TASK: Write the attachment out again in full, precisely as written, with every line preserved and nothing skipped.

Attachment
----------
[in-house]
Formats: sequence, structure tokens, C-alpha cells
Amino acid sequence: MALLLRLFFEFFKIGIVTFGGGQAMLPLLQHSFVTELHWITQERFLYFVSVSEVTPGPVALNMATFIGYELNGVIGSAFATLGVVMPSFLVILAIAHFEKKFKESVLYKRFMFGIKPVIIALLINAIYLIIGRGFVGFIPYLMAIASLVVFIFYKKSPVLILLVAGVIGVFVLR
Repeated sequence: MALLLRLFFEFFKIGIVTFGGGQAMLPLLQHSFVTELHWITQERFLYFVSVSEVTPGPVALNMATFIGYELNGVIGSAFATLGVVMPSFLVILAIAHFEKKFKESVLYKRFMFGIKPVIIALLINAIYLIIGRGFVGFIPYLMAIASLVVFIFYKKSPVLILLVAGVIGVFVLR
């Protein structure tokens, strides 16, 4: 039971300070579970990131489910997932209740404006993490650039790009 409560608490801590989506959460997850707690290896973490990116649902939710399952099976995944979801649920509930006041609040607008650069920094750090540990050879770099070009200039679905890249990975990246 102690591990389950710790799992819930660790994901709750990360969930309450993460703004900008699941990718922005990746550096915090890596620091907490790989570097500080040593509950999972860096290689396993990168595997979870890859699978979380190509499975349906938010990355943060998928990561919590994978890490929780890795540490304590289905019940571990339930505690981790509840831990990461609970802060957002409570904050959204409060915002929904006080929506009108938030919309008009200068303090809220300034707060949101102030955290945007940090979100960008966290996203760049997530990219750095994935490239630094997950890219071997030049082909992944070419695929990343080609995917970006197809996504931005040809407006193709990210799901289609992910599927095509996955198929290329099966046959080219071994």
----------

[in-house]
Formats: sequence, structure tokens, C-alpha cells
Amino acid sequence: MALLLRLFFEFFKIGIVTFGGGQAMLPLLQHSFVTELHWITQERFLYFVSVSEVTPGPVALNMATFIGYELNGVIGSAFATLGVVMPSFLVILAIAHFEKKFKESVLYKRFMFGIKPVIIALLINAIYLIIGRGFVGFIPYLMAIASLVVFIFYKKSPVLILLVAGVIGVFVLR
Repeated sequence: MALLLRLFFEFFKIGIVTFGGGQAMLPLLQHSFVTELHWITQERFLYFVSVSEVTPGPVALNMATFIGYELNGVIGSAFATLGVVMPSFLVILAIAHFEKKFKESVLYKRFMFGIKPVIIALLINAIYLIIGRGFVGFIPYLMAIASLVVFIFYKKSPVLILLVAGVIGVFVLR
């Protein structure tokens, strides 16, 4: 039971300070579970990131489910997932209740404006993490650039790009 409560608490801590989506959460997850707690290896973490990116649902939710399952099976995944979801649920509930006041609040607008650069920094750090540990050879770099070009200039679905890249990975990246 102690591990389950710790799992819930660790994901709750990360969930309450993460703004900008699941990718922005990746550096915090890596620091907490790989570097500080040593509950999972860096290689396993990168595997979870890859699978979380190509499975349906938010990355943060998928990561919590994978890490929780890795540490304590289905019940571990339930505690981790509840831990990461609970802060957002409570904050959204409060915002929904006080929506009108938030919309008009200068303090809220300034707060949101102030955290945007940090979100960008966290996203760049997530990219750095994935490239630094997950890219071997030049082909992944070419695929990343080609995917970006197809996504931005040809407006193709990210799901289609992910599927095509996955198929290329099966046959080219071994």